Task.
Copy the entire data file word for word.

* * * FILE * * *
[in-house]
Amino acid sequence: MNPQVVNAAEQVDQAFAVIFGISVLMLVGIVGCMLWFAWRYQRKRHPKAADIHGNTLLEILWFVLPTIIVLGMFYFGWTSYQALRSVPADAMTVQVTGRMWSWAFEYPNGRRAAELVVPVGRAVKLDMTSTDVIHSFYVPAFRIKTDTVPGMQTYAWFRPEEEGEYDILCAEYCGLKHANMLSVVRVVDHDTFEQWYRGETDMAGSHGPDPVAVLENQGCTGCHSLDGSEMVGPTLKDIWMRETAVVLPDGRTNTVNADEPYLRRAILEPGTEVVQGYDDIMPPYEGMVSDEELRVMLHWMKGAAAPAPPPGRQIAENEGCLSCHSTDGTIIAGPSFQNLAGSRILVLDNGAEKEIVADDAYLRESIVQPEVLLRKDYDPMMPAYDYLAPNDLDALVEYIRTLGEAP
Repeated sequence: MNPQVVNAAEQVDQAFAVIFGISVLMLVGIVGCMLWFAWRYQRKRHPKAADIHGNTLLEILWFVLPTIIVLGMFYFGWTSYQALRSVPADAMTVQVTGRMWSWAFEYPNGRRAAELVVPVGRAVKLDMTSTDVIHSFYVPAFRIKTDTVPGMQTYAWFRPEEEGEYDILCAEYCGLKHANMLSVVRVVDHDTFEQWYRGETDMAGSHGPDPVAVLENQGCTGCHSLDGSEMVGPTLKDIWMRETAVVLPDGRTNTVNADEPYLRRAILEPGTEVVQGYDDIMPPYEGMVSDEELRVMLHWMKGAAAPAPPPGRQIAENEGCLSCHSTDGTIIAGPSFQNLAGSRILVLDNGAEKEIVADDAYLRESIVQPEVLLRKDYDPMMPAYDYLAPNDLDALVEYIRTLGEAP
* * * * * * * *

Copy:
[in-house]
Amino acid sequence: MNPQVVNAAEQVDQAFAVIFGISVLMLVGIVGCMLWFAWRYQRKRHPKAADIHGNTLLEILWFVLPTIIVLGMFYFGWTSYQALRSVPADAMTVQVTGRMWSWAFEYPNGRRAAELVVPVGRAVKLDMTSTDVIHSFYVPAFRIKTDTVPGMQTYAWFRPEEEGEYDILCAEYCGLKHANMLSVVRVVDHDTFEQWYRGETDMAGSHGPDPVAVLENQGCTGCHSLDGSEMVGPTLKDIWMRETAVVLPDGRTNTVNADEPYLRRAILEPGTEVVQGYDDIMPPYEGMVSDEELRVMLHWMKGAAAPAPPPGRQIAENEGCLSCHSTDGTIIAGPSFQNLAGSRILVLDNGAEKEIVADDAYLRESIVQPEVLLRKDYDPMMPAYDYLAPNDLDALVEYIRTLGEAP
Repeated sequence: MNPQVVNAAEQVDQAFAVIFGISVLMLVGIVGCMLWFAWRYQRKRHPKAADIHGNTLLEILWFVLPTIIVLGMFYFGWTSYQALRSVPADAMTVQVTGRMWSWAFEYPNGRRAAELVVPVGRAVKLDMTSTDVIHSFYVPAFRIKTDTVPGMQTYAWFRPEEEGEYDILCAEYCGLKHANMLSVVRVVDHDTFEQWYRGETDMAGSHGPDPVAVLENQGCTGCHSLDGSEMVGPTLKDIWMRETAVVLPDGRTNTVNADEPYLRRAILEPGTEVVQGYDDIMPPYEGMVSDEELRVMLHWMKGAAAPAPPPGRQIAENEGCLSCHSTDGTIIAGPSFQNLAGSRILVLDNGAEKEIVADDAYLRESIVQPEVLLRKDYDPMMPAYDYLAPNDLDALVEYIRTLGEAP